Life Insurance

Does the beneficiary get paid if the insurance company did an exam on the insured prior to issuing a life insurance policy but the insured dies due to a liver cancer in the first two years?


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Wiki User
2015-07-15 18:32:11
2015-07-15 18:32:11

Did the insured know he had any issues with cancer? For more info. see


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The Insurance company should ideally check the validity of the relationship (whether legal spouse) at the time of issuing the contract or at the time of naming the beneficiary. Again the basic essence of Insurance contract is the valid insurable interest. I presume the Insurance contract is binding on the insurance company and the surviving spouse need to be compensated with the benefit amount of the Insurance contract.

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Generally, the parties would be the insurance company, the insured and the dentist. However, depending upon the nature of the policy, there may also be an entity, such as a third-party administrator that is responsible for pre-approving procedures and issuing payment to the provider.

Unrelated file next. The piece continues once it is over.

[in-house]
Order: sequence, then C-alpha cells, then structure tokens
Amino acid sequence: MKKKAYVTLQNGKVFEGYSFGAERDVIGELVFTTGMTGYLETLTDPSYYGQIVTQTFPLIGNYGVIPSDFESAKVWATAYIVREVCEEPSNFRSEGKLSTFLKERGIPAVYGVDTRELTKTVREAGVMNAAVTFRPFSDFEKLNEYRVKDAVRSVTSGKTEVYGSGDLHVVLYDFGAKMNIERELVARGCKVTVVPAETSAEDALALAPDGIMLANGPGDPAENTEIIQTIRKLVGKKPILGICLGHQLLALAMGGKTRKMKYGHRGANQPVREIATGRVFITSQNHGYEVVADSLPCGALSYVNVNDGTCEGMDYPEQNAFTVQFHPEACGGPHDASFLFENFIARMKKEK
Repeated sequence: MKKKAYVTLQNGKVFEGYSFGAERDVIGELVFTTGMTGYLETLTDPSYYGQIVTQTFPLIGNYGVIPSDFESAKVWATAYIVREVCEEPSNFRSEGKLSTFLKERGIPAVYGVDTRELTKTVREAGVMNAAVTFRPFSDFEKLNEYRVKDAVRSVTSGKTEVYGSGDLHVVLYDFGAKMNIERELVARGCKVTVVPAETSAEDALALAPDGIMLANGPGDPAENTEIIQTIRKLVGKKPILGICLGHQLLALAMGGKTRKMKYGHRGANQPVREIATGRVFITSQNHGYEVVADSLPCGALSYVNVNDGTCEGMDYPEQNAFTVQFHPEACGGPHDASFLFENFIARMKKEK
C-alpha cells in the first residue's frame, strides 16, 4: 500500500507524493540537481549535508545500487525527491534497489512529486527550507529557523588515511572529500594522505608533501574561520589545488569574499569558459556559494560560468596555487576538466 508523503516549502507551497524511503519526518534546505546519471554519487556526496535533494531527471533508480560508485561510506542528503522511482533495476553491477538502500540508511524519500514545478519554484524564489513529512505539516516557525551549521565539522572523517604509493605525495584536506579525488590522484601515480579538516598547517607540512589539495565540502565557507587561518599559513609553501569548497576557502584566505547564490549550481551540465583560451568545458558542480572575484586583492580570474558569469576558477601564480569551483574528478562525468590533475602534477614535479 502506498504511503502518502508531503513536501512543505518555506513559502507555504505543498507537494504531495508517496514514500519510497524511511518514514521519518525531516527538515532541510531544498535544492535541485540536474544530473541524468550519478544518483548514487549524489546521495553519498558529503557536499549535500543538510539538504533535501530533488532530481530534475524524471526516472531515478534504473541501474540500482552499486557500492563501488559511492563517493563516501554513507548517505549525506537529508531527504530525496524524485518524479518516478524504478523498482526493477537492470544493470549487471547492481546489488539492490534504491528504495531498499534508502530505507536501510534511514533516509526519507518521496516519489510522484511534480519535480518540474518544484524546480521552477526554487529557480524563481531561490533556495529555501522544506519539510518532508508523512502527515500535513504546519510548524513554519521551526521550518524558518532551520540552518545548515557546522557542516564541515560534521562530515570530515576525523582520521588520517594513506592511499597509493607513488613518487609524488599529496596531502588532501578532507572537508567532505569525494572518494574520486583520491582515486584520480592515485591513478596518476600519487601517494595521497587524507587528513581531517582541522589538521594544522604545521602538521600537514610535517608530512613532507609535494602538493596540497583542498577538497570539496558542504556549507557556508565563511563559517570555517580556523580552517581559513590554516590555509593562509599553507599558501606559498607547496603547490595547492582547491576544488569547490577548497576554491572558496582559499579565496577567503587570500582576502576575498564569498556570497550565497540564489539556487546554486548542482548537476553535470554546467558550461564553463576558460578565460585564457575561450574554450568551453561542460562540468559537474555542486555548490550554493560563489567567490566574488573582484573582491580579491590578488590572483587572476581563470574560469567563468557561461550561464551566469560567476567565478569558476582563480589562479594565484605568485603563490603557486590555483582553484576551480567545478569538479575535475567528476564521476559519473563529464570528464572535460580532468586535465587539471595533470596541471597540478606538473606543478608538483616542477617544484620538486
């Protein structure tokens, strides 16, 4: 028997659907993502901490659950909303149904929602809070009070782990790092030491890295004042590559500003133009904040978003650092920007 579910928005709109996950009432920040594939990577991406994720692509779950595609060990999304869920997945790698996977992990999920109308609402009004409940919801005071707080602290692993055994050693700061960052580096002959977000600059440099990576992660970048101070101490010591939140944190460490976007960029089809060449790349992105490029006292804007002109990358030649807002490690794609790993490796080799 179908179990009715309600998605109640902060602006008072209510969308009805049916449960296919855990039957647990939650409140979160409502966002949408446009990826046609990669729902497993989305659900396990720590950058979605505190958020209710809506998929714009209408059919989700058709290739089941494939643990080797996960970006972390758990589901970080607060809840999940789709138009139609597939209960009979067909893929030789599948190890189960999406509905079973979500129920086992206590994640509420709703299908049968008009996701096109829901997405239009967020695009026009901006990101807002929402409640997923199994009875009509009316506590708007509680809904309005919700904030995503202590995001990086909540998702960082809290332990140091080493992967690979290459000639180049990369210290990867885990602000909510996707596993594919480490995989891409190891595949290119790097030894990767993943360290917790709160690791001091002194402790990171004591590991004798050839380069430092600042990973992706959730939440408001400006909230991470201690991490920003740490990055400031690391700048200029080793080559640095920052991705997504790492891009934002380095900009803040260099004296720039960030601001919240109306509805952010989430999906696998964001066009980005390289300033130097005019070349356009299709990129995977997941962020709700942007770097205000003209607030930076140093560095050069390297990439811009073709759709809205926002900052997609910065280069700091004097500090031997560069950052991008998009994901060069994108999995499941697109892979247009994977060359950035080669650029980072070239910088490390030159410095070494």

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No, Insurance is a means of contractually transferring risk including the risk of liability to another entity, namely the Insurance Company issuing the policy.

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I'm not taking your question lightly, but if YOUR life insurance beneficiary is going to receive money, that means YOU died. Hence, since you would be gone, there would be nobody to notify. The insurance company has to be notified of your death. Your BENEFICIARY or policyowner or executor has to FILE A CLAIM to receive the death proceeds. The check is usually just sent to the beneficiary or beneficiaries. Sometimes things are a little more invovled when there are title questions, like a divorce, or dying intestate, or if the insurance company is notififed of a dispute in court over the ownership. If you're having a dispute, notify the insurnace company of the dispute and the person's death, so they can freeze issuing the proceeds to someone who may be last listed as the beneficieary, but the court finds in favor of another party.

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An ex-wife remains as a "Named Beneficiary" until such time as her ex-husband authorizes the Insurance Company to remove her name as such. If the ex-husband re-marries, his new wife does not stand to benefit from insurance proceeds until he makes the change with the issuing company. A common mistake is for divorced couples to not change their beneficiaries and when a death occurs, the new spouse finds out that the ex gets all the insurance benefits leaving the new spouse with nothing.

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